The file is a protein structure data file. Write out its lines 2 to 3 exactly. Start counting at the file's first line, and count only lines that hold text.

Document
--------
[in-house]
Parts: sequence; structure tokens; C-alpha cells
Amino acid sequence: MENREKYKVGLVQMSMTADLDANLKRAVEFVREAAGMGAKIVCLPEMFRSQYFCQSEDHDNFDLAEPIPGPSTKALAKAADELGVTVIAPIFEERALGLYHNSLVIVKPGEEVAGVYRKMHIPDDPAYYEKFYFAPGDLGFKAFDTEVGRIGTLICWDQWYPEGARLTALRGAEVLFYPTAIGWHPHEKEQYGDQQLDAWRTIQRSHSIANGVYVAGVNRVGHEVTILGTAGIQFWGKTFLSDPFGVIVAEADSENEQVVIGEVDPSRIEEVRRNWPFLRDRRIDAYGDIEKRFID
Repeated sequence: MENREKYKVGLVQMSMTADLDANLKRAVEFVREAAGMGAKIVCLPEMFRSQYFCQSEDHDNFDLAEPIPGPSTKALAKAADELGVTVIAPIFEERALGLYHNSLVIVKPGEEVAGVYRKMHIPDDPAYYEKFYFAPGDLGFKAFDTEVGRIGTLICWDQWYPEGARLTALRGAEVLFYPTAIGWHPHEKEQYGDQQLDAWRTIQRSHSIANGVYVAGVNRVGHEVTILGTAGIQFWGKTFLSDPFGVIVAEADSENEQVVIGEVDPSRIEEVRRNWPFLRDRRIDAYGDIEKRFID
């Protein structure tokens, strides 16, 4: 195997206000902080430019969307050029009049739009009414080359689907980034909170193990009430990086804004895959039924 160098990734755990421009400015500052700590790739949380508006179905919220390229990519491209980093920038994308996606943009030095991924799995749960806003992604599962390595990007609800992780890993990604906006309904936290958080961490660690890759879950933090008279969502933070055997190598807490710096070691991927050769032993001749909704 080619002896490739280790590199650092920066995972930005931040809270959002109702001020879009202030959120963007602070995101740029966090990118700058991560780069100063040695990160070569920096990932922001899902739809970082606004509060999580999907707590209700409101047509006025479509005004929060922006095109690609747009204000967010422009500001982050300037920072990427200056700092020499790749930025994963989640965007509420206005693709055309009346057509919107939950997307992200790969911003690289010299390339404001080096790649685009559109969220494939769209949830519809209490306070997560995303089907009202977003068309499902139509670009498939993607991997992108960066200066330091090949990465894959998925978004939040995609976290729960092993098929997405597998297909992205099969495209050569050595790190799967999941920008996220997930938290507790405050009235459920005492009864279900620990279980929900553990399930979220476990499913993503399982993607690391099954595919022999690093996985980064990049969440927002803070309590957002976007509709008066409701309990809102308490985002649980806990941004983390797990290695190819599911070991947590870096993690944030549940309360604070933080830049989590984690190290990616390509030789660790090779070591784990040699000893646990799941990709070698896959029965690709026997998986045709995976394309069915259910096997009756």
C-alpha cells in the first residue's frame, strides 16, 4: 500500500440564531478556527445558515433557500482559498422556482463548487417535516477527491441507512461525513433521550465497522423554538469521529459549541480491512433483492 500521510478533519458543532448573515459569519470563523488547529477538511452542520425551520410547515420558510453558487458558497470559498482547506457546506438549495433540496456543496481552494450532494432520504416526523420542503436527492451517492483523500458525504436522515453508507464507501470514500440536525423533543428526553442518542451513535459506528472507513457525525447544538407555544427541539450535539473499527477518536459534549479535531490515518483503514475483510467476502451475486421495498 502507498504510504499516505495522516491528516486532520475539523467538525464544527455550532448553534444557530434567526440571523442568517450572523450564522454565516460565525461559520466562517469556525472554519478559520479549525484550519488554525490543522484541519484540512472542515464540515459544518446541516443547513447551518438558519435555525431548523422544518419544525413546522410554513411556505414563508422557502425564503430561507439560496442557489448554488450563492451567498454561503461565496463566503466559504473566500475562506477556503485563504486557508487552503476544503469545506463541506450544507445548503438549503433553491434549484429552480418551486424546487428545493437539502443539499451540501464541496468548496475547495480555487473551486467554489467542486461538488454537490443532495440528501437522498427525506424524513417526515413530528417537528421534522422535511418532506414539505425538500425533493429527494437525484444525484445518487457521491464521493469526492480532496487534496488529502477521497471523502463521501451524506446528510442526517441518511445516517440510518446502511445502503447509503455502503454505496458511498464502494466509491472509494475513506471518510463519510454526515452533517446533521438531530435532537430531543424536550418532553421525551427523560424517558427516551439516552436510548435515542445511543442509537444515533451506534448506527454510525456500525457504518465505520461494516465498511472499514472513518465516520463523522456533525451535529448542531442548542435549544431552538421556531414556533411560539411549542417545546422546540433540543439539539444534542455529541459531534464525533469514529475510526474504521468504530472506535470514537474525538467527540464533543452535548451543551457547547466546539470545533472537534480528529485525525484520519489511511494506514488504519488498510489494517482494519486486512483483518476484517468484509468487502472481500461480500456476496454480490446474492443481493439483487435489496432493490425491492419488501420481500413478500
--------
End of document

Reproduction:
Parts: sequence; structure tokens; C-alpha cells
Amino acid sequence: MENREKYKVGLVQMSMTADLDANLKRAVEFVREAAGMGAKIVCLPEMFRSQYFCQSEDHDNFDLAEPIPGPSTKALAKAADELGVTVIAPIFEERALGLYHNSLVIVKPGEEVAGVYRKMHIPDDPAYYEKFYFAPGDLGFKAFDTEVGRIGTLICWDQWYPEGARLTALRGAEVLFYPTAIGWHPHEKEQYGDQQLDAWRTIQRSHSIANGVYVAGVNRVGHEVTILGTAGIQFWGKTFLSDPFGVIVAEADSENEQVVIGEVDPSRIEEVRRNWPFLRDRRIDAYGDIEKRFID